Tuesday, June 2005 - Steve Aronson
I spent a week in May at a yoga camp in Tolum, Mexico, south of Cancun. Amid a large group of others there for peace, nutritious meals and exercise, I came to realize how health-conscious many have become.
And when it comes to the health effects of a certain favorite beverage, coffee, they’re concerned.
In my 35 years in the business, articles of varying credibility have always come out saying coffee was good for this or bad for that.
Coffee’s good for your heart. Coffee’s bad for your heart. Coffee drinkers are less likely to develop liver cancer. Coffee drinking can lead to kidney stones. Coffee can help in the disease-fighting process, but it allegedly may also be linked with osteoporosis and gastritis. Coffee helps to protect against Parkinson’s disease, colon cancer and diabetes.
The reality is more a matter of logic. Coffee is a natural drink that’s been around for 1,000 years. It has no additives, no sugar and no calories. The human body reacts well to caffeine, which, in moderation, gives energy, gets the metabolism going and can contribute to sharper thinking.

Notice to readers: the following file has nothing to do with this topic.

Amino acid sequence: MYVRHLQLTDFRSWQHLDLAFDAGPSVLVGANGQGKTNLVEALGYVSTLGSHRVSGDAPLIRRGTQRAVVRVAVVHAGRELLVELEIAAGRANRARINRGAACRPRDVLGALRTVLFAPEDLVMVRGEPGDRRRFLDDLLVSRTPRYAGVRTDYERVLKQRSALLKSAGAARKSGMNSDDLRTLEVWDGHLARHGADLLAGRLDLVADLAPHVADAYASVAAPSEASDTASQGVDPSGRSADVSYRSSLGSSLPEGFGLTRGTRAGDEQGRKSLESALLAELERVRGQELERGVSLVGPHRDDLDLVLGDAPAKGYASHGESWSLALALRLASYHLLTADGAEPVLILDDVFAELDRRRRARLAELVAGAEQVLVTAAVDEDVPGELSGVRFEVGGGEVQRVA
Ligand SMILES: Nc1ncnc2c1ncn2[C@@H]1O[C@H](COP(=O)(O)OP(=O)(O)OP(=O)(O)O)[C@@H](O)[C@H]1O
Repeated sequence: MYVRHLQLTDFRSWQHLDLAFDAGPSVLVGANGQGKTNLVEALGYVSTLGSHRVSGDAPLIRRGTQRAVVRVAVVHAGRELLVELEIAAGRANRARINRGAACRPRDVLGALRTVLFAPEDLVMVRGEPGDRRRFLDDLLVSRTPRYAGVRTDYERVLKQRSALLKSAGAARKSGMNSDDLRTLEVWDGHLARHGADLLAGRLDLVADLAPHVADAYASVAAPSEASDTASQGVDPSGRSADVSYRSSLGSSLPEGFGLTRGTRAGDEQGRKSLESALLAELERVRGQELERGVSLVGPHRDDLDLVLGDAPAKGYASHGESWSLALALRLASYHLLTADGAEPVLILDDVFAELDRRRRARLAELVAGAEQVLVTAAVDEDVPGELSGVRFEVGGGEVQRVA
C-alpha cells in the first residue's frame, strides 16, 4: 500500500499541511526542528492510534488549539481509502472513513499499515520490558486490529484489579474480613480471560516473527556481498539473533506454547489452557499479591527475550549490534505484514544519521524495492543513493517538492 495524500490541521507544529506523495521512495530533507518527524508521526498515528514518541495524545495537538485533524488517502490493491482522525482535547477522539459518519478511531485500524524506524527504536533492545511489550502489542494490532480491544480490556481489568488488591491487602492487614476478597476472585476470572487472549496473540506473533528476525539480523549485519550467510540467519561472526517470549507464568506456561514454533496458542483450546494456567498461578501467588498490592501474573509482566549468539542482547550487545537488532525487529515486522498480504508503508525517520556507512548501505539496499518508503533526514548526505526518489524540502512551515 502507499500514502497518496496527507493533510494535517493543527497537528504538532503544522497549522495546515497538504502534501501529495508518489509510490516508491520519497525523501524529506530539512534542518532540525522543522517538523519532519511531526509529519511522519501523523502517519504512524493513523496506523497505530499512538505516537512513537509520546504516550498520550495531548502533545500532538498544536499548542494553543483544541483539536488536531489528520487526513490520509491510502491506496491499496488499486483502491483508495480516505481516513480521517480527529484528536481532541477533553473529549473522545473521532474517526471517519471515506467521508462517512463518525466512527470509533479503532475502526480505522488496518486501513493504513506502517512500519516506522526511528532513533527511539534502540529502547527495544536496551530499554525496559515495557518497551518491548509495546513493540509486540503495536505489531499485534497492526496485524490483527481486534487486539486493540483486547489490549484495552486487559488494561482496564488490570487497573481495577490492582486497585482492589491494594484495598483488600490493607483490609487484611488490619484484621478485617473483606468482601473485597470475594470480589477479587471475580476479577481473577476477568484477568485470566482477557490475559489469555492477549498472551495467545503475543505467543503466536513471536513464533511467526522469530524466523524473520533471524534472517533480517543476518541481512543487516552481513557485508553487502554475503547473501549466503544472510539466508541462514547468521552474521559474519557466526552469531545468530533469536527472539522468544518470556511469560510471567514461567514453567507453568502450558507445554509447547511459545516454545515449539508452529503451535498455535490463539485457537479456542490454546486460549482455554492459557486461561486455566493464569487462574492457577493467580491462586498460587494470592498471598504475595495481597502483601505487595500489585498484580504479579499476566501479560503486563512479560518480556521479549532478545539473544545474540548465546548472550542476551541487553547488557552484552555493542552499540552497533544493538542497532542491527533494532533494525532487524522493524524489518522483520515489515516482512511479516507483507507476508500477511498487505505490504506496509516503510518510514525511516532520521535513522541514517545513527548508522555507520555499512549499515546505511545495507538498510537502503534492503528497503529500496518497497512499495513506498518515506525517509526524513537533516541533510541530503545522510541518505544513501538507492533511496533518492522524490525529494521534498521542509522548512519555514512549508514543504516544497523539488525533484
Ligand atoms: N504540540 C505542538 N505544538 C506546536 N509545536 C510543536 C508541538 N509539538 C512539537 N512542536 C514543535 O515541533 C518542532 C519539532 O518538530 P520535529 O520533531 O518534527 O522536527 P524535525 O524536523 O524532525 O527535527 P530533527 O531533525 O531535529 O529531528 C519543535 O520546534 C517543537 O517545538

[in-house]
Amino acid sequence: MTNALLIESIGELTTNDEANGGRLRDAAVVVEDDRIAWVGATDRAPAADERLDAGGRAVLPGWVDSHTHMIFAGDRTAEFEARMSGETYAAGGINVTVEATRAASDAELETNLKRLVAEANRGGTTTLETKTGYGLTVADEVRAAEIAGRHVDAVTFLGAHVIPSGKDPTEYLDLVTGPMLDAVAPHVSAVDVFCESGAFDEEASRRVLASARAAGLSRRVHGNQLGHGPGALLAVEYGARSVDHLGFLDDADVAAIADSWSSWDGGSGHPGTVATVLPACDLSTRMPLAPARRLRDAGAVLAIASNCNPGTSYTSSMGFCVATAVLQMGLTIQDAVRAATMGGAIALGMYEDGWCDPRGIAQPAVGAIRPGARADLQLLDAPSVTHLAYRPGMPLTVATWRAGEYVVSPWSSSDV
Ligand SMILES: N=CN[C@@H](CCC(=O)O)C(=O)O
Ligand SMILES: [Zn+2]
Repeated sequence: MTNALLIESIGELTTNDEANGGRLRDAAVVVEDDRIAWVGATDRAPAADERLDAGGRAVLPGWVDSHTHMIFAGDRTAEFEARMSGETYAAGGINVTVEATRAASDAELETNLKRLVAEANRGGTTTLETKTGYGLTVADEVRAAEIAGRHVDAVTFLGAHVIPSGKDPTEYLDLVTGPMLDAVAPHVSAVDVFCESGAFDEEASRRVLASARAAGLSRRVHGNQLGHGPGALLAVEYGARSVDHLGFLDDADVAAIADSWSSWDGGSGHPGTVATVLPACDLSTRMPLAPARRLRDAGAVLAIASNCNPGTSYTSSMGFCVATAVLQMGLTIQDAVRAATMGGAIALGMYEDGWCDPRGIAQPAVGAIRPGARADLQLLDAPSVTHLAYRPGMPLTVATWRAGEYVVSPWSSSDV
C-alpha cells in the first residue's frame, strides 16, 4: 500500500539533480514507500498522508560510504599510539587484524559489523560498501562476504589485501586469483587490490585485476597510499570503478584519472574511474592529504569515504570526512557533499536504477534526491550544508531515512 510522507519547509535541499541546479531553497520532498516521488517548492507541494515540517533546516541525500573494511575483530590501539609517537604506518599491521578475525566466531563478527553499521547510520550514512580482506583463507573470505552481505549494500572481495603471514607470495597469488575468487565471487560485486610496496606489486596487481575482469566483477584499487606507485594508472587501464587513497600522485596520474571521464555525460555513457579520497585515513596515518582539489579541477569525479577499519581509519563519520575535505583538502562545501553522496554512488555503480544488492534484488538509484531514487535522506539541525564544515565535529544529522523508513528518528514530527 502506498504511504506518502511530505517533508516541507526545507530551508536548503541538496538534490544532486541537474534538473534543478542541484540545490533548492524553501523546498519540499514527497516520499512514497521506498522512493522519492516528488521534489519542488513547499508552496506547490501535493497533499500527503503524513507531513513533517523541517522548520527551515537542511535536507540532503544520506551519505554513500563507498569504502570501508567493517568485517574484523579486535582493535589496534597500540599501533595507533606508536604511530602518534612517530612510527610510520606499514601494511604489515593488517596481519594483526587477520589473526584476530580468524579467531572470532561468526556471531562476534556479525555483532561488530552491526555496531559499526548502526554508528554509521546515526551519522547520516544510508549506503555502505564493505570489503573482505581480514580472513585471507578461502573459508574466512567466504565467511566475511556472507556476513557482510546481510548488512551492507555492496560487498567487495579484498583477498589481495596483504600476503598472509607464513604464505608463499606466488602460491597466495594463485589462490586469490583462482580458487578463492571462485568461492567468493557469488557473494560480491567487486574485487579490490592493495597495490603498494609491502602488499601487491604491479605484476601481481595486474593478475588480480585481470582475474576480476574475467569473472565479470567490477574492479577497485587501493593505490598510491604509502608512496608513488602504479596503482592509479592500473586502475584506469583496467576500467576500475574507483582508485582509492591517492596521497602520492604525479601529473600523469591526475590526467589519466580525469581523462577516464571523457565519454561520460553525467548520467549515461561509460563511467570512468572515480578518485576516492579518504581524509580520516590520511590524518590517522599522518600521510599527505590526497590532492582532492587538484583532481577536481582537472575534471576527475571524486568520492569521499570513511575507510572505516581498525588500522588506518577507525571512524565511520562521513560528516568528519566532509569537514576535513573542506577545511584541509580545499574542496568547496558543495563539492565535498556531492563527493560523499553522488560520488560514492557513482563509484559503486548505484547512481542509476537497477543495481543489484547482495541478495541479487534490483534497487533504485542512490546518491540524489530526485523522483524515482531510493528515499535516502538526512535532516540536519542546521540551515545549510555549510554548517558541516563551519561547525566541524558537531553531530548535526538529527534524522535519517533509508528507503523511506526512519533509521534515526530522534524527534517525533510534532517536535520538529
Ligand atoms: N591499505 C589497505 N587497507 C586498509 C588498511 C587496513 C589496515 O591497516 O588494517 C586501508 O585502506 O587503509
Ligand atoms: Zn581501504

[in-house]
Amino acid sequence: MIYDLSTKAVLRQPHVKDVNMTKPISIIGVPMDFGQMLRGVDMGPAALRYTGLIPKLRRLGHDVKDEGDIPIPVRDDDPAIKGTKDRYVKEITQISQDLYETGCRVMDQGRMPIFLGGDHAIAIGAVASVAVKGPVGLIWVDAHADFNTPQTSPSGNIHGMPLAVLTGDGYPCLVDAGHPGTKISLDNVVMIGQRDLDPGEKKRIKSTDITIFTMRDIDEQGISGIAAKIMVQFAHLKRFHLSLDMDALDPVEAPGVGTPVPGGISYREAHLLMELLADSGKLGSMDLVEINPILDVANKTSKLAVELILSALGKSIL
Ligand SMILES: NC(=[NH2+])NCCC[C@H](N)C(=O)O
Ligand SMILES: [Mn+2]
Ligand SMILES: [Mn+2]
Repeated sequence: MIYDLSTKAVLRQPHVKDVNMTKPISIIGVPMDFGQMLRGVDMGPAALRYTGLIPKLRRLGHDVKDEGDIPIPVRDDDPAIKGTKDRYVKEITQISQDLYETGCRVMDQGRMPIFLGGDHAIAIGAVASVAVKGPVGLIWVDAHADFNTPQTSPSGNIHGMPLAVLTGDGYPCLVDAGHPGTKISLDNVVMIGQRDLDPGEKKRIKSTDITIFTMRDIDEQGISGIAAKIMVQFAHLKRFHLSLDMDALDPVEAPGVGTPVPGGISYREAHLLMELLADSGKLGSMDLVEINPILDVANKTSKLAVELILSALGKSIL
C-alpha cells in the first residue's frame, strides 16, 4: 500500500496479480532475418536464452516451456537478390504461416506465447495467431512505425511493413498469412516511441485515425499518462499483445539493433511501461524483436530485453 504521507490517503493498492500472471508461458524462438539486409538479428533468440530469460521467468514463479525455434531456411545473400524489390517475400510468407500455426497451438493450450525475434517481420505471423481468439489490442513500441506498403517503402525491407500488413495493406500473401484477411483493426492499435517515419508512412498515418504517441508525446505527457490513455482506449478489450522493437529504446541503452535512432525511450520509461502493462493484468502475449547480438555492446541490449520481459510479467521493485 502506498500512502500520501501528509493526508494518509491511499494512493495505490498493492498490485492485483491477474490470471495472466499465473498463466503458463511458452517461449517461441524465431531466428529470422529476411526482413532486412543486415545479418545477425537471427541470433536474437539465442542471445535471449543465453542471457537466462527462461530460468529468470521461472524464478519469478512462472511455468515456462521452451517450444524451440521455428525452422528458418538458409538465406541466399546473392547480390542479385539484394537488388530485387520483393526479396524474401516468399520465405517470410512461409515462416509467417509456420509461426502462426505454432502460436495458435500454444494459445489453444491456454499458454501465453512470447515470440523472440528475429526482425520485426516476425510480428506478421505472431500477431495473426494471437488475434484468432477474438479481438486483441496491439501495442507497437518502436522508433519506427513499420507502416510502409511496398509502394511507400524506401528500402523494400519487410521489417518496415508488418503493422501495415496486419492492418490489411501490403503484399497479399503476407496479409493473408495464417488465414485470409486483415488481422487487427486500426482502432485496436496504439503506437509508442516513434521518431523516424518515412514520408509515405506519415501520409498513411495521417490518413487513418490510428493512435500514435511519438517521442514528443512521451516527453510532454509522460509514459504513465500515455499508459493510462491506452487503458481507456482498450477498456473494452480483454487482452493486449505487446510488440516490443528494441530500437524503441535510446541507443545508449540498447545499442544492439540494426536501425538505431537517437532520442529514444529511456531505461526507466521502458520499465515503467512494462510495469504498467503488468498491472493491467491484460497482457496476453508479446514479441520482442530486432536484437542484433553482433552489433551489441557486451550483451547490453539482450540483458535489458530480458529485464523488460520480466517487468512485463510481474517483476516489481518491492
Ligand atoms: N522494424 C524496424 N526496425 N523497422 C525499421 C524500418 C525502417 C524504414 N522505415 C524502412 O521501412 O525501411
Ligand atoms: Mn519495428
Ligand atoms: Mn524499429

A cup of Café Britt has less caffeine than a bottle of Coke, without the sugar, artificial flavor and color.
True, too much caffeine – I’ve heard more than six to 10 cups of coffee per day – can be harmful. So, if you drink coffee, drink gourmet coffee.
Mountain-grown Arabica coffee tastes better than low-elevation Robusta coffees, but it also has a lot less caffeine. The natural wet-milling process also reduces caffeine content and the surface residue that can contribute to stomach irritation.
If you have a delicate stomach, try decaffeinated coffee or a blend of half and half.
Until the 1970s, only the lowest-grade coffee was decaffeinated as the decaf factories were producing caffeine—coffee was a byproduct. That’s changed as more concerned coffee lovers have switched to decaf. In fact, the Germans who decaffeinate Café Britt’s own Arabica decaf call their process “stomach friendly” – the steam and washing produces a coffee that is very mild for the stomach.
And, just in case you were wondering, an Internet Google search with the words “coffee, dangers” produces 688,000 sites; a search with the words “coffee, benefits,” produces almost eight times more “hits” – 5.5 million.
That may not be a scientific way to judge the coffee in your cup, but it’s certainly as scientific as most of the reports out there.